Content marketing strategies win by matching content to the distribution channel.
People land on blog posts in different ways. Understanding how people get to blog content should shape how the content is presented. Whether someone comes across a blog post through a social media post or a search query will change their expectations.
Blog content works best when it aligns with what people expect to see.
Take an individual who gets to your blog post through a post on LinkedIn. They saw your LinkedIn post promoting your blog post because they follow your organization. They decided to click on the blog post you linked because the headline/post description/the conversation surrounding it was something they were interested in. When they take this kind of path to your blog post, the reader sees you as a thought leader and wants relatively short-form content that delivers insights fast.
When readers land on your content through a search engine query, they typically have a different intent. Instead of looking for thought leadership, they want information on a particular topic. They might want some quick info or a deep dive. A great blog will give them both by front-loading the most critical points early and then giving them the option to learn more.
Blog posts distributed through social media = thought leadership.
SEO focused blogs = information.
Sometimes your content needs to meet people’s innate desire to skim. Quick questions like “your business name email” should be met with rapidly digestible content.
However, other times people do read linearly. In content marketing, this is what we want and hope readers will do. We want people who might have started skimming content to end up hooked. Caught by a word/sentence/bullet point that grabs them. Something like:
The average reader sees only between 20% and 28% of words on a web page.
Or a subheading that answers part of a question that brought them to your site and keeps them there. When you read something you are interested in, you will loop back and read the rest.
A good tip here is to put “grabby” bits of content at the end or start of paragraphs because:
NO ONE READS IN A STRAIGHT LINE
It's essential to give people little clues as to where they should divert their attention.
SEO needs to be part of the B2B content creation process from the get-go.
Every piece of internet-facing content your organization publishes needs to have the following:
A Title tag.
Alt text for all images.
A meta description.
Including keywords at various frequencies and in particular locations is also essential. While there is no definite rule for keyword use, it’s best practice to include your primary keyword at the beginning of your text (i.e., the first paragraph).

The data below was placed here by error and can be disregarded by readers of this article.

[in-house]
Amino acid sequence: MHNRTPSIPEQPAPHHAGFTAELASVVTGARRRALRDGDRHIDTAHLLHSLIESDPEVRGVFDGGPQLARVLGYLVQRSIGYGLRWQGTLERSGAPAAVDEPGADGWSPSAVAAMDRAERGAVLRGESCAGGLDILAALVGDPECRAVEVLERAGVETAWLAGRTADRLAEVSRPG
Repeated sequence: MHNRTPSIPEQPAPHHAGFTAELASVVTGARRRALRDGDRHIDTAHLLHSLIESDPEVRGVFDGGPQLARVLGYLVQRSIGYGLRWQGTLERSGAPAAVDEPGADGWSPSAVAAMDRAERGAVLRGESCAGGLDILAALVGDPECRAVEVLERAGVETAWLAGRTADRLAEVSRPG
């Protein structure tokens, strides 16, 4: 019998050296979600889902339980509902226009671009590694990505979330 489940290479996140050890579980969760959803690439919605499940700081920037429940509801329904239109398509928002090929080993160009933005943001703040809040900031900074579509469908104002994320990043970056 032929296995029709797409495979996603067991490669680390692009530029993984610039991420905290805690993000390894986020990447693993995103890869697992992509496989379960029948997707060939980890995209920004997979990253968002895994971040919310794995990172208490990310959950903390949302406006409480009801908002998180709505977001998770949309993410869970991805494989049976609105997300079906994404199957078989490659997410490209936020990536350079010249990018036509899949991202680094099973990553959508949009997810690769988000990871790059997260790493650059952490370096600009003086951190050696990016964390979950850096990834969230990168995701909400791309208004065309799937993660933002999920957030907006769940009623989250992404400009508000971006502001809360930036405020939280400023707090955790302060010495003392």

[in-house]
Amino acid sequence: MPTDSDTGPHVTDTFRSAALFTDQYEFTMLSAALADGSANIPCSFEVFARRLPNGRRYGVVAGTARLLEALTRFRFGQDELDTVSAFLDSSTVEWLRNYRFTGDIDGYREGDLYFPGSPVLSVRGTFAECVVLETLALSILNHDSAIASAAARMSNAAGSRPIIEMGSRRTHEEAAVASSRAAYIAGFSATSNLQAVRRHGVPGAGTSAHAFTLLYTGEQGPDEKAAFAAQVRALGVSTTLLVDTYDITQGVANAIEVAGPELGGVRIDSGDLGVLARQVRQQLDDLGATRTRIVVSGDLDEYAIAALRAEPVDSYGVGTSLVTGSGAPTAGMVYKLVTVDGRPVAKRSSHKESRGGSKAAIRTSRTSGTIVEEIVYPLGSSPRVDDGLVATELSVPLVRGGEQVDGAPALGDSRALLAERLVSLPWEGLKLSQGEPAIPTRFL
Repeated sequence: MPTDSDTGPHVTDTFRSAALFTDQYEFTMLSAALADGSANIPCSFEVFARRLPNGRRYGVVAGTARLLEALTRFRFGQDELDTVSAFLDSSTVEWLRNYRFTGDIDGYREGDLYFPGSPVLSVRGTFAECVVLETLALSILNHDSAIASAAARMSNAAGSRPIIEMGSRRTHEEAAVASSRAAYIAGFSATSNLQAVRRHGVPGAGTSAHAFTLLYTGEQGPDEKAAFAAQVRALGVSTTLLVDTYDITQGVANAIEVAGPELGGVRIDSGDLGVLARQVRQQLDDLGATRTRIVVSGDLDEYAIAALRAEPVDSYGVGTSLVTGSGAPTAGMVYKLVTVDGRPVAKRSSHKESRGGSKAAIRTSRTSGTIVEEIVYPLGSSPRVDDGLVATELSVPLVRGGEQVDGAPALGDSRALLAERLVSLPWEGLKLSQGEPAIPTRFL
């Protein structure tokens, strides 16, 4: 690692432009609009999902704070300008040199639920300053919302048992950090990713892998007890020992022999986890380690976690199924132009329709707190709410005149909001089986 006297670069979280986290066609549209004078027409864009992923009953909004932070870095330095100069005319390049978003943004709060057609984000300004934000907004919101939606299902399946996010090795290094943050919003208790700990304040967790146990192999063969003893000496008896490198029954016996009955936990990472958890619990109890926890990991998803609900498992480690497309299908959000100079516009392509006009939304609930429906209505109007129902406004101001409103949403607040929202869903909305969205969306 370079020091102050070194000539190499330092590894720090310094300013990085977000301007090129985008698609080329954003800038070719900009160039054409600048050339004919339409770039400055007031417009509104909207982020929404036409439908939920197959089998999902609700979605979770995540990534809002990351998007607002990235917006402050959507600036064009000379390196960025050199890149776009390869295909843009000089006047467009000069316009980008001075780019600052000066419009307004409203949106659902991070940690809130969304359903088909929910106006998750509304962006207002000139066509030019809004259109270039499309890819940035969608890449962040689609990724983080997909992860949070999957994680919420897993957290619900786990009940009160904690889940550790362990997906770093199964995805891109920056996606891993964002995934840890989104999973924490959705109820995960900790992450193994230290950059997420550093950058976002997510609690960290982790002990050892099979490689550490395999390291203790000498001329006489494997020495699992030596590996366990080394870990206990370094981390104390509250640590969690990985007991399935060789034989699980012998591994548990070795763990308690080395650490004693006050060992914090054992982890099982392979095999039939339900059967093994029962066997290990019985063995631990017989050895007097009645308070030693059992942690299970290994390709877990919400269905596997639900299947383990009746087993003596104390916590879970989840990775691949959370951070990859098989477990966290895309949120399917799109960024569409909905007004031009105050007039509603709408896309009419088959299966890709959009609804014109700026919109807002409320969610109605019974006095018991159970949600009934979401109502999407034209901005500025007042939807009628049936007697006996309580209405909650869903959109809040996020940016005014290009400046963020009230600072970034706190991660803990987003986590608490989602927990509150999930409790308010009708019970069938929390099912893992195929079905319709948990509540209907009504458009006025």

This signals readers and search engines that they are in the right place.
Images serve two purposes in B2B blog posts:
A) Break up text.
B) Present information quickly.
Aim to include roughly two images per 1,000 words in a B2B blog. That way, you can break up long chains of text without taking readers away from the content itself.
Stock images are okay for this purpose. But it’s better to use custom images or illustrations if you have the budget.
Infographics are a great way to both show information and give readers a break from reading text.
Sometimes, such as when you need to display graphs or diagrams, it may be necessary to include more than two images per 1,000 words. In this case, try to reflect this in the text and write the content around the images.
Most B2B blog posts are going to be around 1,000 words. You can do a lot in this space, but you shouldn’t try to do everything.
In 1,000 words, you can:
Demonstrate you are a thought leader in a narrow area.
Increase your reader’s brand awareness.
Help someone fix a small problem.
A blog post's call to action (CTA) should never lead directly to a sales call.
Instead, blog posts make great ladders to whitepapers, case studies, and other middle-of-the-funnel content.
However, giving the reader the best path for them at this point means zeroing in on their buyer journey.
Tip: Choose CTAs based on reader pain points. If they are reading a blog to find out more about a problem they have, link them to a case study showing how you solved the same problem for a client.
Want to talk more about how to create content that will hook readers? Contact us.
Written by Robert Galvin